Q. I had to cancel my American Cruise Lines cruise from Memphis to New Orleans for medical reasons.
I called American Cruise Lines and inquired about rebooking for a cruise this fall using my cancellation credits. I had paid $570 for a “cancel for any reason” protection plan.
A representative informed me that I only had $350 in credit instead of 80 percent of the original fare of $5,745. When I asked for an explanation, referring to the “cancel for any reason” protection plan, he said that I had canceled less than nine days before the start of my cruise. That’s not true. I canceled a day before the deadline.
I hoped that upon investigation, American Cruise Lines would find that it made a mistake and decide to take a more responsible attitude. But it hasn’t. Can you help?
EDWARD MARKS, Washington, D.C.
A. Your “cancel for any reason” travel protection should have covered your cancellation. But the American Cruise Lines protection plan (found online at www.aclmedia.azureedge.net/cmsmedia/libraries/acl/documents/cfar/acl-cfar-summary.pdf) comes with some important restrictions. First, it’s not insurance, but “protection.” You’re paying $570 for more lenient cancellation terms. And those terms state that you must cancel nine days or more before the start of your cruise package to receive an 80 percent cruise credit. A standard “cancel for any reason” insurance policy would let you cancel within less time — usually 48 hours before your trip — and receive a 50 percent to 75 percent refund.
Travel insurance is something worth considering for any cruise. Cruises can be expensive, and a lot can go wrong. (Believe me, I know.) But you have to shop carefully. Never take the first travel insurance or “protection” policy that someone offers. Talk to your travel adviser or spend a little time researching travel insurance options online with my consumer guide (www.elliott.org/ultimate-consumer-guides-smart-travelers/how-find-best-travel-insurance). Based on the reviews I’ve seen, the protection you had was a little pricey and had some significant limitations. You might have found something better elsewhere.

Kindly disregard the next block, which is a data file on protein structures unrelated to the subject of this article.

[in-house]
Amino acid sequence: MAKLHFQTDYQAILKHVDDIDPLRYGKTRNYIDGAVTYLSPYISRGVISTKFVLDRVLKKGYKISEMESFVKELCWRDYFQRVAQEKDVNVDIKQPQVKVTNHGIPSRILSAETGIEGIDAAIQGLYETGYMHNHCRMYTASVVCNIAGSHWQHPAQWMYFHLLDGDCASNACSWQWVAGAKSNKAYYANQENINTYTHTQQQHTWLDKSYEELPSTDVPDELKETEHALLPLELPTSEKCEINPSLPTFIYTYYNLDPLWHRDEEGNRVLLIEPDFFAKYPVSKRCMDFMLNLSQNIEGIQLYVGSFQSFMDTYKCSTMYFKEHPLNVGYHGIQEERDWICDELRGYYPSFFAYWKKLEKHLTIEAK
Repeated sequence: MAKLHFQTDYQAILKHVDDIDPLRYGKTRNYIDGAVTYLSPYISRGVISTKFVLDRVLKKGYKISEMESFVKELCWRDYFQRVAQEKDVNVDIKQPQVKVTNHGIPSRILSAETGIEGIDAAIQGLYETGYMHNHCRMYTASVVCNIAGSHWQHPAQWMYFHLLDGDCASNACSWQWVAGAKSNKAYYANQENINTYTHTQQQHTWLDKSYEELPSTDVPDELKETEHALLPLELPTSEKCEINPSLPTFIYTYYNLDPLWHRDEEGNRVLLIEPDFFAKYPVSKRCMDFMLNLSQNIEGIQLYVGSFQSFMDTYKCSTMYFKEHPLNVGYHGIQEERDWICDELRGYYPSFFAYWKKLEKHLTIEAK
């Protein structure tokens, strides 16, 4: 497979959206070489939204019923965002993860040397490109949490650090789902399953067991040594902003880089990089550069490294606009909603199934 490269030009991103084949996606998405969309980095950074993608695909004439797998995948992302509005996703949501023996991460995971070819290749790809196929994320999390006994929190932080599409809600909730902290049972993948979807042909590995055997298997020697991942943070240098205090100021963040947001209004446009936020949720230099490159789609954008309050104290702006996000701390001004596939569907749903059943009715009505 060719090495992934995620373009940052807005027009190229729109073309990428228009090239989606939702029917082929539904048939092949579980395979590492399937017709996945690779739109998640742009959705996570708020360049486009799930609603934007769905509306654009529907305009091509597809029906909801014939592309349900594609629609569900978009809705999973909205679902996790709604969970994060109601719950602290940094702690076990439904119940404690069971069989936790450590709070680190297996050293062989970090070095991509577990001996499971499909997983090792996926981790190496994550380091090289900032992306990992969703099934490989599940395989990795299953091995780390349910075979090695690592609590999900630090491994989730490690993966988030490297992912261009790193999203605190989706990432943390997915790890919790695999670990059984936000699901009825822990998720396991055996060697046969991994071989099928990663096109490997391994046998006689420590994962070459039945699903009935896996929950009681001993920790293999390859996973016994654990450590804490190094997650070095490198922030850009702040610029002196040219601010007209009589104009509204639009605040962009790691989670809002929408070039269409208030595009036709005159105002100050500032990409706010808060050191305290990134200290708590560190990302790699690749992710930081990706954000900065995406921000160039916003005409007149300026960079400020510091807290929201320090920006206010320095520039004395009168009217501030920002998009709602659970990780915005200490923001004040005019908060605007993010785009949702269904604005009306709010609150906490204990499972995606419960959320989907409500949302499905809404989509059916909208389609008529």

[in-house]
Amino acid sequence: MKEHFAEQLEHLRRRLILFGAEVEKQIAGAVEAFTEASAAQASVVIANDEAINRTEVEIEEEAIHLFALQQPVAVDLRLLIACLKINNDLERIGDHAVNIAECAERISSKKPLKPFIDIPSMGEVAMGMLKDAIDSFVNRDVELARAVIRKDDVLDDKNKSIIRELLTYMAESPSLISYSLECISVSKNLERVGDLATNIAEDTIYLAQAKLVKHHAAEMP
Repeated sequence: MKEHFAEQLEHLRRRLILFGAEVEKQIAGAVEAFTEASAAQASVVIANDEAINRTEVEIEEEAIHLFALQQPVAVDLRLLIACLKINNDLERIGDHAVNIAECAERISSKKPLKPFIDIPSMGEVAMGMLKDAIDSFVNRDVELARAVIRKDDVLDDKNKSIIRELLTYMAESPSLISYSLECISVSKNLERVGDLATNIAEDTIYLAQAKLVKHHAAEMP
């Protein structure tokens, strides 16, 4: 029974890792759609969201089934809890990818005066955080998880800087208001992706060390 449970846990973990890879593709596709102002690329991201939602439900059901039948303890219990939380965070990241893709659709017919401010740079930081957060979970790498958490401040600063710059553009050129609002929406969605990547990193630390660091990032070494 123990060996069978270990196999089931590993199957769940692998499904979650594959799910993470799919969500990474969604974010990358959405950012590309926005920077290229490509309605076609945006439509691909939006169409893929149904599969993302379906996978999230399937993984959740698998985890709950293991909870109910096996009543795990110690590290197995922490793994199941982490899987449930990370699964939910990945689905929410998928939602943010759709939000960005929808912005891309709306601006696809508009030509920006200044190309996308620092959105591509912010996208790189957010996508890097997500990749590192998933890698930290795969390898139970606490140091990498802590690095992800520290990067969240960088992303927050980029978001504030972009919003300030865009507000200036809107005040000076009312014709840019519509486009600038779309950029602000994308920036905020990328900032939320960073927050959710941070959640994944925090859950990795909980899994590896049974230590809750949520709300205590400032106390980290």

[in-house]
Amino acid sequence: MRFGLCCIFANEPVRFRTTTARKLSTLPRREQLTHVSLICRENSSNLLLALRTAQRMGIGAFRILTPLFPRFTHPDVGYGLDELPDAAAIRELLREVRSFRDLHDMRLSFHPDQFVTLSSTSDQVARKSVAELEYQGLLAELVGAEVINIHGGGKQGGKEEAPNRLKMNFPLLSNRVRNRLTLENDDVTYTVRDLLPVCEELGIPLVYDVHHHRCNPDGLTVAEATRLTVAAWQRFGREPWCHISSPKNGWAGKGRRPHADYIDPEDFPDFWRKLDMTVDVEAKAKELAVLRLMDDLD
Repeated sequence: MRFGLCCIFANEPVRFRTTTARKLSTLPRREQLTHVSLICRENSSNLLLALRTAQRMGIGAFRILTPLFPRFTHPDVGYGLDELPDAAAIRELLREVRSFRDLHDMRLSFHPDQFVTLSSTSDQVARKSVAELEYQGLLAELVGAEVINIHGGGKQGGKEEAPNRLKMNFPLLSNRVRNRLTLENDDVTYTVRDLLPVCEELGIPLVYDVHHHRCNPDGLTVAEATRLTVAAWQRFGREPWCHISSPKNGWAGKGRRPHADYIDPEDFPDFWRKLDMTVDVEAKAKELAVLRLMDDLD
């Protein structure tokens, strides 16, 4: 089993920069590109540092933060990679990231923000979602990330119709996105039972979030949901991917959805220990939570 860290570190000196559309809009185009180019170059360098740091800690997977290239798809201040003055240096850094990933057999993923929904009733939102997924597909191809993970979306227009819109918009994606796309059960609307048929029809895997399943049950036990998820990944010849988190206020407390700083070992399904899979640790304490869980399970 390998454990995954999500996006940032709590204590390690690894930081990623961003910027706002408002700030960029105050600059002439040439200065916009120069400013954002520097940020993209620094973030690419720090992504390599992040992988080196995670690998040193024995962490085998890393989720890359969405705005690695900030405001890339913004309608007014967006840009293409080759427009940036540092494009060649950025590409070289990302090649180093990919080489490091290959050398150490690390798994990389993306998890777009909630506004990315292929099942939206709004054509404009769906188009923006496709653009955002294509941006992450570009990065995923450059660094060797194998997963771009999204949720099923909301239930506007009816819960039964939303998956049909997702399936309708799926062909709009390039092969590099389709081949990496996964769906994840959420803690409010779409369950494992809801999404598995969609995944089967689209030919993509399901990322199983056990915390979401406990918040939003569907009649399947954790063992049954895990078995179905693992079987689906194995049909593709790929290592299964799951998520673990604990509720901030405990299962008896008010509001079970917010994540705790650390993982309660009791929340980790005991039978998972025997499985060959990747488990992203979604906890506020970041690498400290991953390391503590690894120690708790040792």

You canceled your cruise on the ninth day before departure, so the cruise line should have honored your claim. Instead, it apparently considers day nine to be past your deadline. Technically, that would have been nine calendar days before you checked into your hotel in Memphis for the start of your trip.
You could have appealed this to an executive at the cruise line. I list the names, numbers, and e-mail addresses of the American Cruise Lines executives on my consumer advocacy site at www.elliott.org/company-contacts/american-cruise-lines-inc. I also publish a few helpful tips on how you can negotiate a refund at www.elliott.org/answers/how-to-fix-your-own-consumer-problem.
I thought American Cruise Lines should review your case one more time. Losing $4,596 over a few hours, and on a technicality, seems wrong.
I contacted American Cruise Lines on your behalf. It agreed. A representative contacted you and said the cruise line restored the 80 percent you should have received under your protection plan.
Christopher Elliott is the chief advocacy officer of Elliott Advocacy, a nonprofit organization that helps consumers resolve their problems. Elliott’s latest book is “How to Be the World’s Smartest Traveler” (National Geographic). Contact him at elliott.org/help or email@example.com.